St. Peter's Square
Wednesday, 16 April 2014
Dear Brothers and Sisters, Good morning!
Today, midway through Holy Week, the liturgy presents us with a regrettable episode: the account of the betrayal of Judas, who goes to the leaders of the Sanhedrin to bargain for and deliver his Master to them: “What will you give me if I deliver him to you?”. At that moment, a price was set on Jesus. This tragic act marks the beginning of Christ’s Passion, a dolorous path which he chooses with absolute freedom. He himself says it clearly: “I lay down my life.... No one takes it from me, but I lay it down of my own accord. I have power to lay it down, and I have power to take it again” (Jn 10:17-18). And thus by this betrayal Jesus’ journey of humiliation and despoliation begins. As though he were an article for sale: this one costs 30 pieces of silver.... Once he has taken the path of humiliation and self-abandonment, Jesus travels along it to the very end.
Jesus attains complete humiliation through “death on the Cross”. It was the worst form of death, that reserved for slaves and criminals. Jesus was considered a prophet but he died like a criminal. As we contemplate Jesus in his Passion, we see reflected the suffering of humanity, and we discover the divine answer to the mystery of evil, suffering and death. Many times we feel horror at the evil and suffering that surrounds us and we ask ourselves: “Why does God allow it?”. It deeply wounds us to see suffering and death, especially that of the innocent! When we see children suffer it wounds our hearts: it is the mystery of evil. And Jesus takes all of this evil, all of this suffering upon himself. This week it would benefit all of us to look at the crucifix, to kiss the wounds of Jesus, to kiss them on the crucifix. He took upon himself all human suffering, he clothed himself in this suffering.
We expect God in His omnipotence to defeat injustice, evil, sin and suffering with a triumphant divine victory. Yet God shows us a humble victory that, in human terms, appears to be failure. We can say that God conquers in failure! Indeed, the Son of God appears on the Cross as a defeated man: he suffers, is betrayed, reviled and finally dies. But Jesus allows evil to be unleashed on him and he takes it upon himself in order to conquer it. His Passion is not an accident: his death — that death — was “written”. Truly we cannot find many explanations. It is a puzzling mystery, the mystery of God’s great humility: “For God so loved the world that he gave his only Son” (Jn 3:16). This week let us think deeply about the suffering of Jesus and let us say to ourselves: this is for my sake. Even if I had been the only person in the world, he would have done it. He did it for me. Let us kiss the crucifix and say: for my sake, thank you Jesus, for me.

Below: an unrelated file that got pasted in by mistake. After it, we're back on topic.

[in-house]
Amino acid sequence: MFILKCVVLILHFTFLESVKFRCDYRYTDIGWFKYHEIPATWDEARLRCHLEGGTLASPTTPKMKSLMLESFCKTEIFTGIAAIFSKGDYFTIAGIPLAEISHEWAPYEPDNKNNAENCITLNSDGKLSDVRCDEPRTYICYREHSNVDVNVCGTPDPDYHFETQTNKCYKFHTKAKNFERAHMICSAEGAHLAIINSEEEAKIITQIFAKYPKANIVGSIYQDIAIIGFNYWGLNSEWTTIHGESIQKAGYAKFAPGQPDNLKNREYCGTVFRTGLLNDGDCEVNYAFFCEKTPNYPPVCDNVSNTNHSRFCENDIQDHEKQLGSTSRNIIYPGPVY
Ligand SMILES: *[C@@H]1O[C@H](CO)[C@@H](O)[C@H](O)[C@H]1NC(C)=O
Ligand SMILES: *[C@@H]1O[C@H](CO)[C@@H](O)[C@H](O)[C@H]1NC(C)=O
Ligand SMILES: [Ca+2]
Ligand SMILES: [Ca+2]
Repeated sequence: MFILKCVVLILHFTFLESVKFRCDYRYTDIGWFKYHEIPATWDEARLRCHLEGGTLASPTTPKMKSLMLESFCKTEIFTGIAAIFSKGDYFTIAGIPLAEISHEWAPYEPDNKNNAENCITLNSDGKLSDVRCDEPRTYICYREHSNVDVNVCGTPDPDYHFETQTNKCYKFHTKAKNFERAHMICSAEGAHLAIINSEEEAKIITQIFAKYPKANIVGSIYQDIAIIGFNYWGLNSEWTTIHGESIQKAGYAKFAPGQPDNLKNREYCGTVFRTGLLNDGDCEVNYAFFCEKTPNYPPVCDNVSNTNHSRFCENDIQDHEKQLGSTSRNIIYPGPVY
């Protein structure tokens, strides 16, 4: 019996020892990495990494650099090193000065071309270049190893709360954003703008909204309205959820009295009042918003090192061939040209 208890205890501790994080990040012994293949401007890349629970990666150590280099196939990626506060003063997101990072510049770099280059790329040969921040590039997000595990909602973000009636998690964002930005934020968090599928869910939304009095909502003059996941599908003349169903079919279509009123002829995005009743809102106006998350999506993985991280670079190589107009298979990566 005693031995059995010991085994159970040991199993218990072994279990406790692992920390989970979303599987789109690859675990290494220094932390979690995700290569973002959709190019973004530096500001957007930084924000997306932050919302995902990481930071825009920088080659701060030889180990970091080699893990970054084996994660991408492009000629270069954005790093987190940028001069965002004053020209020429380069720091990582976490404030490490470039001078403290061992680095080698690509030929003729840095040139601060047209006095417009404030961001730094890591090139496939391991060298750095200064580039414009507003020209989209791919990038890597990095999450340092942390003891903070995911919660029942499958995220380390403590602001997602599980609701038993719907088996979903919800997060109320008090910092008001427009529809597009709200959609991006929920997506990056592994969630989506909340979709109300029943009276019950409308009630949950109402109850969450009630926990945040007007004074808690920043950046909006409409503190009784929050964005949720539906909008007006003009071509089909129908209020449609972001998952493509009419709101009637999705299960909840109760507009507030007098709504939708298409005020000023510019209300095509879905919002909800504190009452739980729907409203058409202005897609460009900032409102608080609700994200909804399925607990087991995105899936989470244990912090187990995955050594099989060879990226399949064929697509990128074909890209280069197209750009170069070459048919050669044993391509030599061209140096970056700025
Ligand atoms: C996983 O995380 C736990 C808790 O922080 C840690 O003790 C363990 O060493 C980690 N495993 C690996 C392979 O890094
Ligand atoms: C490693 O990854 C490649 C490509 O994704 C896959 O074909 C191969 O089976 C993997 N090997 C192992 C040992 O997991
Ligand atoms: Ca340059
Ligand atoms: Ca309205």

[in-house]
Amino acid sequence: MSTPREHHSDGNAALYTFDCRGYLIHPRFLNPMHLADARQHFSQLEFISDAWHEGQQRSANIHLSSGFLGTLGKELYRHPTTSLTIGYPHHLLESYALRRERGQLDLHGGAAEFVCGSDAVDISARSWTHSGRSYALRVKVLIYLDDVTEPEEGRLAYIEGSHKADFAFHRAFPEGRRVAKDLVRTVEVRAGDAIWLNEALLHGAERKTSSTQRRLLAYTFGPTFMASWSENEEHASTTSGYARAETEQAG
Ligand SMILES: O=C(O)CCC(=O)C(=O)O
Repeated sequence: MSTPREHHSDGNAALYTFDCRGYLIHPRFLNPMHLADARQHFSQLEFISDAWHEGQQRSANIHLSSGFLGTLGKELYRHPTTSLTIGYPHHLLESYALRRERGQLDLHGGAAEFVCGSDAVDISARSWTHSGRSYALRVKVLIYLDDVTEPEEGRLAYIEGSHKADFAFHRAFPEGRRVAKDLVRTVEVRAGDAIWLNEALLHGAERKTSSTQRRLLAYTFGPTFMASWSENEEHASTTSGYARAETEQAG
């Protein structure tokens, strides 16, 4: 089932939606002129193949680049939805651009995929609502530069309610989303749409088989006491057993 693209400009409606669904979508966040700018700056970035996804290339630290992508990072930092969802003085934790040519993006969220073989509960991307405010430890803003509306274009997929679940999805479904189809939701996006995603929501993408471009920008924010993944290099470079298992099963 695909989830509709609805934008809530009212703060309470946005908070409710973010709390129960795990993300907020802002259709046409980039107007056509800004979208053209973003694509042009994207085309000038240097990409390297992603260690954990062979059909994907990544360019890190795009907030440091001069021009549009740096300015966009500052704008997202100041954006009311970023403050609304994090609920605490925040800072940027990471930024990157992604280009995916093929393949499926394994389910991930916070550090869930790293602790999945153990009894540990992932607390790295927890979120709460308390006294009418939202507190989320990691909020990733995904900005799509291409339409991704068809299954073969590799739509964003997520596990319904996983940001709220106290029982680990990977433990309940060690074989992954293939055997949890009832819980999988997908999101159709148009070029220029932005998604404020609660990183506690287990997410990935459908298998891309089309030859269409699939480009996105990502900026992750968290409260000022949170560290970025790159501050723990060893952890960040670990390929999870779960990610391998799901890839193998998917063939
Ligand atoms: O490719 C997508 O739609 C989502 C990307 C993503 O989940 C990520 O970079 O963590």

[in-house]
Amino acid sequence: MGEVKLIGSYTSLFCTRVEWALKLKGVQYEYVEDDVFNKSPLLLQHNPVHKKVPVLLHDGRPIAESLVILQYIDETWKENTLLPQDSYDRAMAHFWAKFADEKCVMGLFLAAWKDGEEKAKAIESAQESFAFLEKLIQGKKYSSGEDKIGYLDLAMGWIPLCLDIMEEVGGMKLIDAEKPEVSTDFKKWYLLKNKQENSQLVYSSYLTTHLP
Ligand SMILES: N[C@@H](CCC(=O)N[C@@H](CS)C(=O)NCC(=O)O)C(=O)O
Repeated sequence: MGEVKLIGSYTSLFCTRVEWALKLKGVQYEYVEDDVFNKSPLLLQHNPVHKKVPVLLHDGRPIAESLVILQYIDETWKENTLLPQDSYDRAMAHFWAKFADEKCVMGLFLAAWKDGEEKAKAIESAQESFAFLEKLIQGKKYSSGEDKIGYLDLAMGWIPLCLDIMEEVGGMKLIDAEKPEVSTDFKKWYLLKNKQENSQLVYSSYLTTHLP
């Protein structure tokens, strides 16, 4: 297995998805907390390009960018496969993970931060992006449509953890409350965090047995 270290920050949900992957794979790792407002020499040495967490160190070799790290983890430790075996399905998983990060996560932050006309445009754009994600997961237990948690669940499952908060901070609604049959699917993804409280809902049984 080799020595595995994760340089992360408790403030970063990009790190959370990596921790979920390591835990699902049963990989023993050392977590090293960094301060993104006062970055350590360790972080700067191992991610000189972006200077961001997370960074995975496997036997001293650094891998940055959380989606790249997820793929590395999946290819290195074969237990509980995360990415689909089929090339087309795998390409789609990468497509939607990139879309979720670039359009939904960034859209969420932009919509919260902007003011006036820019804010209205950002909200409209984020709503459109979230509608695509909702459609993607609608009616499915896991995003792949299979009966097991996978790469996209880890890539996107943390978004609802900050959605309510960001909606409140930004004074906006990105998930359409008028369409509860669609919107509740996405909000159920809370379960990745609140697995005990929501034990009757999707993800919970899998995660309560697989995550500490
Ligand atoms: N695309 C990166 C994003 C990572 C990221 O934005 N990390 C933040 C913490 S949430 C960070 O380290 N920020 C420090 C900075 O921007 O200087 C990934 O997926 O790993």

When all seems lost, when no one remains, for they will strike “the shepherd, and the sheep of the flock will be scattered” (Mt 26:31), it is then that God intervenes with the power of his Resurrection. The Resurrection of Jesus is not the happy ending to a nice story, it is not the “happy end” of a film; rather, it is God the Father’s intervention there where human hope is shattered. At the moment when all seems to be lost, at the moment of suffering, when many people feel the need to get down from the Cross, it is the moment closest to the Resurrection. Night becomes darkest precisely before morning dawns, before the light dawns. In the darkest moment God intervenes and raises.
Jesus, who chose to pass by this way, calls us to follow him on his own path of humiliation. When at certain moments in life we fail to find any way out of our difficulties, when we sink in the thickest darkness, it is the moment of our total humiliation and despoliation, the hour in which we experience that we are frail and are sinners. It is precisely then, at that moment, what we must not deny our failure but rather open ourselves trustingly to hope in God, as Jesus did. Dear brothers and sisters, this week it will do us good to take the crucifix in hand and kiss it many, many times and say: thank you Jesus, thank you Lord. So be it.
I greet all the English-speaking pilgrims taking part in today’s Audience, including those from England, Australia, Canada and the United States. My special greeting goes to the delegation from the NATO Defense College and to the many young people present. Upon all of you, and upon your families, I invoke the gifts of the Spirit for a fruitful celebration of the Passion, Death and Resurrection of the Lord. God bless you all!
I extend a special thought to young people, the sick and newlyweds. Tomorrow the Easter Triduum, the heart of the liturgical year, begins. Dear young people, may you reflect on the price of blood which the Lord paid for your salvation. Dear sick people, may Good Friday teach you patience in moments of the cross. And may you, dear newlyweds, fill the walls of your homes with the joy of the Resurrection.
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